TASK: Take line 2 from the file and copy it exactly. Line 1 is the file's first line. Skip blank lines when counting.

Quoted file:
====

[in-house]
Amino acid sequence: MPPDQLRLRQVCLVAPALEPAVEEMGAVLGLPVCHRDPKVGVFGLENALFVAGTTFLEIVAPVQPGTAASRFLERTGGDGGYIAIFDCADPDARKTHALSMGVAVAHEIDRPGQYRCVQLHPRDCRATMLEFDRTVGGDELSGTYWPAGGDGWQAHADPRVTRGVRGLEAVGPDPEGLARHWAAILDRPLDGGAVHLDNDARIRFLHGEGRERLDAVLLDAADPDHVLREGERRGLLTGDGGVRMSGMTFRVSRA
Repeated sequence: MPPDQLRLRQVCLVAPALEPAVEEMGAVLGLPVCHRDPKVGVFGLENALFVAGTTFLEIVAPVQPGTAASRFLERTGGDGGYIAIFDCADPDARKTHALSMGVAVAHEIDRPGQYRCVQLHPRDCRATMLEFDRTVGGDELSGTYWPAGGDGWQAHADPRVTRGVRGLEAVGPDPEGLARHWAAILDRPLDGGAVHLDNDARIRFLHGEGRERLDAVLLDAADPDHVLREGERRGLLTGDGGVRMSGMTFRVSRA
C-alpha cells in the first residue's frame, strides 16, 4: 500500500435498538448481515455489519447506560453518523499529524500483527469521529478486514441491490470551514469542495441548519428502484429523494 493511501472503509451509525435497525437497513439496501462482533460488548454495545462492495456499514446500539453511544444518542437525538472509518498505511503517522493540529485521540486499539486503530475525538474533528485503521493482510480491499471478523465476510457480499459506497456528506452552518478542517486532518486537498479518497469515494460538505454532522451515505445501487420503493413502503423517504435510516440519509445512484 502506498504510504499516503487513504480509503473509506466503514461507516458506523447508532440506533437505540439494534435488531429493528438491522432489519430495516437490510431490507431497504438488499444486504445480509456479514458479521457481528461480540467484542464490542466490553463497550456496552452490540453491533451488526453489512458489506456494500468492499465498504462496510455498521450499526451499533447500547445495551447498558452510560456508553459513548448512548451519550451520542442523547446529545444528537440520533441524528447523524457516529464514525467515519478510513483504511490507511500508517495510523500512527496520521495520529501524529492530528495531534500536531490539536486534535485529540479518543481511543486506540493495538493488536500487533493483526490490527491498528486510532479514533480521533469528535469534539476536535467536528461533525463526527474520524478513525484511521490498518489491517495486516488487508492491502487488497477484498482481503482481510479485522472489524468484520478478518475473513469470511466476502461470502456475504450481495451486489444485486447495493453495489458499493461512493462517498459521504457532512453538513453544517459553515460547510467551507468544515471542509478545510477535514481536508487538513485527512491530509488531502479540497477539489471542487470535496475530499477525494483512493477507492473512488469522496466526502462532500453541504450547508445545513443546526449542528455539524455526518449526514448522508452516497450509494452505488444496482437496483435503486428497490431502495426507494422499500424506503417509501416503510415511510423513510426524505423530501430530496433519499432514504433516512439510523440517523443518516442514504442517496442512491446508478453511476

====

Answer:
Amino acid sequence: MPPDQLRLRQVCLVAPALEPAVEEMGAVLGLPVCHRDPKVGVFGLENALFVAGTTFLEIVAPVQPGTAASRFLERTGGDGGYIAIFDCADPDARKTHALSMGVAVAHEIDRPGQYRCVQLHPRDCRATMLEFDRTVGGDELSGTYWPAGGDGWQAHADPRVTRGVRGLEAVGPDPEGLARHWAAILDRPLDGGAVHLDNDARIRFLHGEGRERLDAVLLDAADPDHVLREGERRGLLTGDGGVRMSGMTFRVSRA